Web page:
Old Wives' Tales
Radio & TV
Toxin du jour
Claim: Photograph shows soldier shaking hands with
Example: [Collected on the Internet, 2004]
Origins: Military history includes many instances when soldiers who fell into the hands of the enemy were trotted out before photographers or television cameras by their captors for purposes of propaganda: — to create false images intended to trick audiences into believing that the prisoners were actually well-cared for, sympathized with their captors, or were voluntarily denouncing the political policies of their home countries. Likewise, military history includes many instances in which such captured soldiers managed to inserted subtle and furtive signs into propagandistic images to express their defiance, to indicate that the information they were relaying was false, or to signal that they were acting under duress. (One of the most well-known examples of this phenomenon is the infamous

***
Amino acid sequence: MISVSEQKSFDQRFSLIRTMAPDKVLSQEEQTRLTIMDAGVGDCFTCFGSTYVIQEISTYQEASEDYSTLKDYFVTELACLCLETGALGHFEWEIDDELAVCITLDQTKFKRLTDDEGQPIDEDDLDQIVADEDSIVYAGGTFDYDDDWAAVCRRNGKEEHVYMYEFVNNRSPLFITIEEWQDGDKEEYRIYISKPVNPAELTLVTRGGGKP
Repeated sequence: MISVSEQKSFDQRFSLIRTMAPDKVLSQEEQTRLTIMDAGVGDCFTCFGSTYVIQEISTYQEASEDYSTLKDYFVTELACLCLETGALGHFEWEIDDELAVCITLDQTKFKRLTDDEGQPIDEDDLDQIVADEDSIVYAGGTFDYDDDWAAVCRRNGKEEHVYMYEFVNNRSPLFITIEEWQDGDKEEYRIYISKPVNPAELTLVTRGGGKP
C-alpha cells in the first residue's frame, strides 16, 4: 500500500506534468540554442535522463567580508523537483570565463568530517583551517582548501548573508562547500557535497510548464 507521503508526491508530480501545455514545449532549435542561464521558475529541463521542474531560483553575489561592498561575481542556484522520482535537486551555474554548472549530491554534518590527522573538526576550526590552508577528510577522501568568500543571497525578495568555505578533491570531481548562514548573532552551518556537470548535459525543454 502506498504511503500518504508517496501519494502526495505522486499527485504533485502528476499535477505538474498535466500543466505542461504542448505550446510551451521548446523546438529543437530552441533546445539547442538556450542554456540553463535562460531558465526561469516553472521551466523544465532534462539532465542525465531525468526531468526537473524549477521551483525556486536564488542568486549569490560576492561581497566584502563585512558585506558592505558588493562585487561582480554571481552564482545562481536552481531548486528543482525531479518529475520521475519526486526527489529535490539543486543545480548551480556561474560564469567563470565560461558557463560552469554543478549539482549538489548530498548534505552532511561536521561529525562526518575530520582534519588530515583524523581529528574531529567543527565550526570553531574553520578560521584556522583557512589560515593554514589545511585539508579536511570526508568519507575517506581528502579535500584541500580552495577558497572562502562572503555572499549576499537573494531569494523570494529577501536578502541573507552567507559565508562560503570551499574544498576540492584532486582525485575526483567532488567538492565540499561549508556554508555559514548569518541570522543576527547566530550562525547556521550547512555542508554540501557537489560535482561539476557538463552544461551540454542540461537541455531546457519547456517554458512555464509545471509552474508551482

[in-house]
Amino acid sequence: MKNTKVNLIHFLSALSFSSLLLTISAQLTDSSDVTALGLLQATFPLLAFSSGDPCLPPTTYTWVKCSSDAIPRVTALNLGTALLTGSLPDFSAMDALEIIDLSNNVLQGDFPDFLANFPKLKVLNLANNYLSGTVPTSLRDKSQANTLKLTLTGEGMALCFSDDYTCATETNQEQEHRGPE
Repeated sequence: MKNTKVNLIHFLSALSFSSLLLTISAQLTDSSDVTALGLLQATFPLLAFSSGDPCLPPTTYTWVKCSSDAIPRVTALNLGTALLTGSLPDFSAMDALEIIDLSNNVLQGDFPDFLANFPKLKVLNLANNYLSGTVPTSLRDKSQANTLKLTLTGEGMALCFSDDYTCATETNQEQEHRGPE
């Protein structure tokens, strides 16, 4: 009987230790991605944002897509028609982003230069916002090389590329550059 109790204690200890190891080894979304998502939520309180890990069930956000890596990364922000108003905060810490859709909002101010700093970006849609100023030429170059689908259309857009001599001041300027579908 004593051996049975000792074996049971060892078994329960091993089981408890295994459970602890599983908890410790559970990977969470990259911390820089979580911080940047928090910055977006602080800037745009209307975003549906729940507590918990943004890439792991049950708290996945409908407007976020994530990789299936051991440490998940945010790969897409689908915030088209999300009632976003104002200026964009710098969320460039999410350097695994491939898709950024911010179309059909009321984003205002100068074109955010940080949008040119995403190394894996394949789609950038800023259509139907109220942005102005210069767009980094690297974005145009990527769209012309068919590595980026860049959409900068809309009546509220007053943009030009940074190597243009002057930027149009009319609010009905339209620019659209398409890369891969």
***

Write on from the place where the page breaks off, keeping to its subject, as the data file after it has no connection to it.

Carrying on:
The gesture of crossing one's fingers is not unique to the military, of course; it is an ages-old symbol used to indicate that the finger-crosser does not mean what he is saying or is being compelled to act through coercion. (A typical kiddie trick is to surreptitiously cross one's fingers behind one's back while making a promise, a token that supposedly shields the finger-crosser from the obligation of upholding the terms of his oath.) The implication of the photograph shown above (which began circulating on the Internet in early 2004 and was taken at one of the military facilities New York senator Hillary Clinton visited in Iraq during the
The "not really all that pleased" assessment is evidently
Last updated: 29 March 2005
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